“Two, push the limits. At the start of any project, make it a goal to incorporate one new element and always challenge yourself to think outside the box.

“And three, when creativity eludes you and you've hit a roadblock, walk away. A fresh perspective always helps.”  

About Vicky:

Inspiration: “I’m always inspired by the exceptional, whether it’s people passionate about their work, fine design and craftsmanship, or the beauty of nature.” 

Theme song: “Seasons of Love from the musical Rent … ‘measure your life in love.’” 

What’s in her closet: “My day is filled with color, but my closet is filled with black and white!”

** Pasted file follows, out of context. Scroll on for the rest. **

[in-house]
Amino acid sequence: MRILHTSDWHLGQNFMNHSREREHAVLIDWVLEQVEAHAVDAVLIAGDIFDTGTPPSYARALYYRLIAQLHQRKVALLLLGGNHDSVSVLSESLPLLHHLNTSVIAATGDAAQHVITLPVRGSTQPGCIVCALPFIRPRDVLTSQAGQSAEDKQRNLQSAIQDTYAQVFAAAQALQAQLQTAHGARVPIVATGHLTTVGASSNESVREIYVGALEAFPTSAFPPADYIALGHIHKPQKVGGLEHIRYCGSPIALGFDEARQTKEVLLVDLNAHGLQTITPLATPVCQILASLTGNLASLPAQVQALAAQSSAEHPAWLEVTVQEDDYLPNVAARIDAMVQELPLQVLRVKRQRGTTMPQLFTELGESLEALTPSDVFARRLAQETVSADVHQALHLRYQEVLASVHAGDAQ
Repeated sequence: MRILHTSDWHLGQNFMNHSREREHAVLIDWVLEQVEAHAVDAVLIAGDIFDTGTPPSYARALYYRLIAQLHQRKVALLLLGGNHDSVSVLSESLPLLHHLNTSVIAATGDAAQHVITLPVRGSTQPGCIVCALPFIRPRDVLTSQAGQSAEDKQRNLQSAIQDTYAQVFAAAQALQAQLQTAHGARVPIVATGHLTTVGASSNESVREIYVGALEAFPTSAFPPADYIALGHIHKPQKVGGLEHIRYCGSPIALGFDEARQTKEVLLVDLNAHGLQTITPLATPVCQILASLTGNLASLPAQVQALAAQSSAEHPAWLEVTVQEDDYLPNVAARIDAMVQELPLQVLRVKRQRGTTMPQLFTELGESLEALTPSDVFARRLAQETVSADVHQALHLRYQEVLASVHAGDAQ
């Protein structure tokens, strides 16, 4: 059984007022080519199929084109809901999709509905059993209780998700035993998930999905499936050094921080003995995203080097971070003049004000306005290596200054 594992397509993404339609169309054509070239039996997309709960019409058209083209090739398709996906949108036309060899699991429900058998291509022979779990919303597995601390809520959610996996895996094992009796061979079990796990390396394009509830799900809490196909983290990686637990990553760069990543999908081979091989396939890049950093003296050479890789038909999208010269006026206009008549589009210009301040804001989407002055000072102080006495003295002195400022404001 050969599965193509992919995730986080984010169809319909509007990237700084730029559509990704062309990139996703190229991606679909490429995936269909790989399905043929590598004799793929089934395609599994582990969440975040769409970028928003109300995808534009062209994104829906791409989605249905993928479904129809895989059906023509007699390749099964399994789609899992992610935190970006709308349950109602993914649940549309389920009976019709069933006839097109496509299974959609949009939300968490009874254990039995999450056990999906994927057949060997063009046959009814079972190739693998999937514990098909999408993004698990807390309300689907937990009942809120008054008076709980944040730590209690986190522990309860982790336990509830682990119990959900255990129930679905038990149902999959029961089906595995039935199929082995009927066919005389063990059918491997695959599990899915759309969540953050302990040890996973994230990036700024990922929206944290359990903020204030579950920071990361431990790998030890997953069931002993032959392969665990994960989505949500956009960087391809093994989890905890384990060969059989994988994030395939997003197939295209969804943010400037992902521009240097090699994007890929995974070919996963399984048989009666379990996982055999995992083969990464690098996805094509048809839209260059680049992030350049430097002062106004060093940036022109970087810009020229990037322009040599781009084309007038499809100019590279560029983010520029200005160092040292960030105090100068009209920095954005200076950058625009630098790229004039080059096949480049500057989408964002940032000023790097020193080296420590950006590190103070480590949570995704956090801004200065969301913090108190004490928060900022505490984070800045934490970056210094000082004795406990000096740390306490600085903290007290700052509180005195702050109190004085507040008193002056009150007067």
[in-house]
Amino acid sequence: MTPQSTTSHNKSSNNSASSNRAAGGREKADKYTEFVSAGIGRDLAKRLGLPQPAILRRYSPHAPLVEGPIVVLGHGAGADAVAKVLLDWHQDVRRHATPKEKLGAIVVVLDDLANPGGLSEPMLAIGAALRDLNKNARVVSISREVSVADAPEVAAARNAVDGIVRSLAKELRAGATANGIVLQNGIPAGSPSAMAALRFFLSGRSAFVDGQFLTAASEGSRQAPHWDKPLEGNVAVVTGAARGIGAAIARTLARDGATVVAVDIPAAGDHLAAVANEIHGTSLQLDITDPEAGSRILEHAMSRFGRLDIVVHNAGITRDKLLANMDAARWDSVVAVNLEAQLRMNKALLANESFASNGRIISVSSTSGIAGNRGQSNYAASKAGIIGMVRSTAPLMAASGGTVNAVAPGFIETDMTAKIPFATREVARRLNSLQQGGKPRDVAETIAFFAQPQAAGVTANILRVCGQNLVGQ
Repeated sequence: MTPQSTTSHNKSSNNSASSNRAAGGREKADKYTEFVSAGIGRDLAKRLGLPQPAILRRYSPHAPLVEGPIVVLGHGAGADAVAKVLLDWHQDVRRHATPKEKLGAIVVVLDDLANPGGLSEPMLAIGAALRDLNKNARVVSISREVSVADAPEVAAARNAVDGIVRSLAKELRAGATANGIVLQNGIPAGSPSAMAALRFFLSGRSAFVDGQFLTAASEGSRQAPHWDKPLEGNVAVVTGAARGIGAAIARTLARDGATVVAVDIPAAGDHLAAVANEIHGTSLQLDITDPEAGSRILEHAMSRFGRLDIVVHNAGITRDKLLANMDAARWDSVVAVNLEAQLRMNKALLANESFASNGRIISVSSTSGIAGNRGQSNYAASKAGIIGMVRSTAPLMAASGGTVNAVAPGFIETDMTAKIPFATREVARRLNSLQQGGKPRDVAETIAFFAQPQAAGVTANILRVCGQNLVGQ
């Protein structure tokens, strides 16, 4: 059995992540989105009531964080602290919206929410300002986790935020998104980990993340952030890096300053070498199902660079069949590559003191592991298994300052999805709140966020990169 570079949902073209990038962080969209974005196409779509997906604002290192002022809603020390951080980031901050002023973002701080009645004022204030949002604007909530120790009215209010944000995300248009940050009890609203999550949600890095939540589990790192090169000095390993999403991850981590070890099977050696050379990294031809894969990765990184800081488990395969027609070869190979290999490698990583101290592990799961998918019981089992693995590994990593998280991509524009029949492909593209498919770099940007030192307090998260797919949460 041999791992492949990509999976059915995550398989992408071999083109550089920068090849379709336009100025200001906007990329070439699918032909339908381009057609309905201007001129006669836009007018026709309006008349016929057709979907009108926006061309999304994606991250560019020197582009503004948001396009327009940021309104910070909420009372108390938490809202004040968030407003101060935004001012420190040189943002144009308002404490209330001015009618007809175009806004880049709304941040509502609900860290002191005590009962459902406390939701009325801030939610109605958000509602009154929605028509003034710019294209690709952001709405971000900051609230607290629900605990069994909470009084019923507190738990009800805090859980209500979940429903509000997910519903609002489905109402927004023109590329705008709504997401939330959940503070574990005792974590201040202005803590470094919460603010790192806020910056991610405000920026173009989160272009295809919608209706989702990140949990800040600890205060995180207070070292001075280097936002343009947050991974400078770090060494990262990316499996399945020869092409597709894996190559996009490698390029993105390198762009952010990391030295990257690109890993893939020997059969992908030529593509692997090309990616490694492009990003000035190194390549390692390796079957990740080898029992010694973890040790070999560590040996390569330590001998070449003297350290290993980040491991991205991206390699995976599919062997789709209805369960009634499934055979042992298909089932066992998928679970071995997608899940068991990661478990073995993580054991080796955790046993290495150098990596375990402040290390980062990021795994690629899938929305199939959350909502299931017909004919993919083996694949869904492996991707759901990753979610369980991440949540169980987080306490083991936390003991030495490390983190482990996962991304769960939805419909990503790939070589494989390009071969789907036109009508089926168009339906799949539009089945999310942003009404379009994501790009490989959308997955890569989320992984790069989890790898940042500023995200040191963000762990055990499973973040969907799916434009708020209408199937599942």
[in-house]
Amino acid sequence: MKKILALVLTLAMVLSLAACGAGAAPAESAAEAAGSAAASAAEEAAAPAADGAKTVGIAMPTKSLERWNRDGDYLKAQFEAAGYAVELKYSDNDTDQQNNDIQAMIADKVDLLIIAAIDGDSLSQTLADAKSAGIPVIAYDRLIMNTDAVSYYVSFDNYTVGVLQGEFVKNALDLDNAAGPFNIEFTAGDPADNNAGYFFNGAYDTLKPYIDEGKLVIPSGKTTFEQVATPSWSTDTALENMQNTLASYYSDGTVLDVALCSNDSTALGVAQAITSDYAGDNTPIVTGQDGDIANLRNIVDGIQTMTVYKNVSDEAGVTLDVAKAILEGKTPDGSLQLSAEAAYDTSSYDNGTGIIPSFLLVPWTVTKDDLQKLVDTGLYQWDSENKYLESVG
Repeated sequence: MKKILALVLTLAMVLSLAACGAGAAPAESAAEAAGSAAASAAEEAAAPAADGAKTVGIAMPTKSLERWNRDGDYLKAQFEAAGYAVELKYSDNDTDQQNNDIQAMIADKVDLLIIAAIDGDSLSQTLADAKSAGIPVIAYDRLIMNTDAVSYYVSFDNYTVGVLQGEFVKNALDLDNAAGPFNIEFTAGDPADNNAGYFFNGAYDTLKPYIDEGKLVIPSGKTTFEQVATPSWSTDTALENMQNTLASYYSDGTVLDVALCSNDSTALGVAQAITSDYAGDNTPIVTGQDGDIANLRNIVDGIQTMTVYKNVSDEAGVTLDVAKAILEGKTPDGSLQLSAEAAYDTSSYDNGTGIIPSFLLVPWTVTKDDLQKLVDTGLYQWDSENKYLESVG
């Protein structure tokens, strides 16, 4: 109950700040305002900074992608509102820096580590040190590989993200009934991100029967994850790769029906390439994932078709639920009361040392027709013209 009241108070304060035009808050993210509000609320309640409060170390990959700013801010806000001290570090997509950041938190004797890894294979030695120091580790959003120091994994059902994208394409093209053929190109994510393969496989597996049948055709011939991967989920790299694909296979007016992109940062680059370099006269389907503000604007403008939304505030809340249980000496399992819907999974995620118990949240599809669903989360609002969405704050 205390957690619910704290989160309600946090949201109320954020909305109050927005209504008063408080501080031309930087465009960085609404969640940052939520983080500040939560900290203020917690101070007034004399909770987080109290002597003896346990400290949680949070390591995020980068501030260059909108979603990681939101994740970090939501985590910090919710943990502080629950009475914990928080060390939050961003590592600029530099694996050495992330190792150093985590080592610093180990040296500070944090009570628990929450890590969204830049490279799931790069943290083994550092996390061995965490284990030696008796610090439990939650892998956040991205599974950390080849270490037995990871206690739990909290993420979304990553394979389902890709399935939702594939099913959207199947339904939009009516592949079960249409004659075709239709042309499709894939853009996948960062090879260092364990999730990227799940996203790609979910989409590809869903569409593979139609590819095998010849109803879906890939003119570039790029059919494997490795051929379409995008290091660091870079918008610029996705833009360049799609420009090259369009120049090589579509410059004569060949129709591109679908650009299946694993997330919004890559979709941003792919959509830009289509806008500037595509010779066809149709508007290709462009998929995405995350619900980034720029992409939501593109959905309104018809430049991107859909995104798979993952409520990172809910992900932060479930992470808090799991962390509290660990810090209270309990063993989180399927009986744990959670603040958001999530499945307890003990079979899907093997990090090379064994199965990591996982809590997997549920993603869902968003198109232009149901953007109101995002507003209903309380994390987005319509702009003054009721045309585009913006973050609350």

Amanda Kimball, Twisted Scizzors Salon

Amanda and Leroy Kimball, owners of Twisted Scizzors, have taken the Cary community by storm. For the fourth straight year the salon has earned Best Hair Salon honors, and has become known for its charity cut-a-thons and go-getting spirit.

With a new ‘do every time you see her, and a sideline as a leading styling instructor, Amanda believes that creativity lies within all of us.      

“Creativity is being able to think of new ideas, and implementing them,” she said. “I believe that every human being is built with a creative bone somewhere in their body. It’s just waiting to come out! Some people are more naturally creative; it just flows. Some have to work a little harder at it. With practice, a person will feel more creative and productive, more often.”

To unleash that natural creativity, write down all of your ideas, Amanda says.

“Think outside the box. Do some research. And use your dreams — you can get a lot from a dream!”

About Amanda: